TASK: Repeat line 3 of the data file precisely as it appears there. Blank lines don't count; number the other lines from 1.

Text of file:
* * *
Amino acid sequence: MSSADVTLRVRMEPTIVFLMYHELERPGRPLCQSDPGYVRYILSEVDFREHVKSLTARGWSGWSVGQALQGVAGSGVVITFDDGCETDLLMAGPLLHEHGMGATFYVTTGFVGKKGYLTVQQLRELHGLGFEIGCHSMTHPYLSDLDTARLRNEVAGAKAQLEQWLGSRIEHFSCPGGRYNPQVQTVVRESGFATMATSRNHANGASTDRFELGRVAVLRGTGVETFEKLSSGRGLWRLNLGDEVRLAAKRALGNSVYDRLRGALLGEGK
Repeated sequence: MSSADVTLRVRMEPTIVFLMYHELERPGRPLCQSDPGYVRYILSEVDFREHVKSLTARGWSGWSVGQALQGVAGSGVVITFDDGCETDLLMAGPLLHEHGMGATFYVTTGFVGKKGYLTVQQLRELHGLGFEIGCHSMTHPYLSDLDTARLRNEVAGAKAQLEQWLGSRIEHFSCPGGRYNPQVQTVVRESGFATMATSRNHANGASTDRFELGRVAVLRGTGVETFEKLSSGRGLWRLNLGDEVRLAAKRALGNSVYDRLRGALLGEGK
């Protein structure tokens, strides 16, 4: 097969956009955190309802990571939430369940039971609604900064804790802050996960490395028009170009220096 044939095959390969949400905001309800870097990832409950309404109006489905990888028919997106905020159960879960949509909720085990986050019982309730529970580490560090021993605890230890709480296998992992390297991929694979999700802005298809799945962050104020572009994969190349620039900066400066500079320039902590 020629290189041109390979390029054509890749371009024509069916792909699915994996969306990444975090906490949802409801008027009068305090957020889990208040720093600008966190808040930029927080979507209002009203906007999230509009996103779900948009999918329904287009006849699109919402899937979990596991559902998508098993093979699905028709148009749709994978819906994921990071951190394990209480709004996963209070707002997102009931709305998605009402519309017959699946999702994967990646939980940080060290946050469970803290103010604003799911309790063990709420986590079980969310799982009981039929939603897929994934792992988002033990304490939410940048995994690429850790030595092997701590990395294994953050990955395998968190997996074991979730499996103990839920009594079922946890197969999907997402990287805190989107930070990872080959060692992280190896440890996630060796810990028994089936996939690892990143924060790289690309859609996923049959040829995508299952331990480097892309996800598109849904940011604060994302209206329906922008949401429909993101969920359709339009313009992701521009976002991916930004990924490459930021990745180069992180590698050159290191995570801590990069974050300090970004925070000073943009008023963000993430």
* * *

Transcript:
């Protein structure tokens, strides 16, 4: 097969956009955190309802990571939430369940039971609604900064804790802050996960490395028009170009220096 044939095959390969949400905001309800870097990832409950309404109006489905990888028919997106905020159960879960949509909720085990986050019982309730529970580490560090021993605890230890709480296998992992390297991929694979999700802005298809799945962050104020572009994969190349620039900066400066500079320039902590 020629290189041109390979390029054509890749371009024509069916792909699915994996969306990444975090906490949802409801008027009068305090957020889990208040720093600008966190808040930029927080979507209002009203906007999230509009996103779900948009999918329904287009006849699109919402899937979990596991559902998508098993093979699905028709148009749709994978819906994921990071951190394990209480709004996963209070707002997102009931709305998605009402519309017959699946999702994967990646939980940080060290946050469970803290103010604003799911309790063990709420986590079980969310799982009981039929939603897929994934792992988002033990304490939410940048995994690429850790030595092997701590990395294994953050990955395998968190997996074991979730499996103990839920009594079922946890197969999907997402990287805190989107930070990872080959060692992280190896440890996630060796810990028994089936996939690892990143924060790289690309859609996923049959040829995508299952331990480097892309996800598109849904940011604060994302209206329906922008949401429909993101969920359709339009313009992701521009976002991916930004990924490459930021990745180069992180590698050159290191995570801590990069974050300090970004925070000073943009008023963000993430």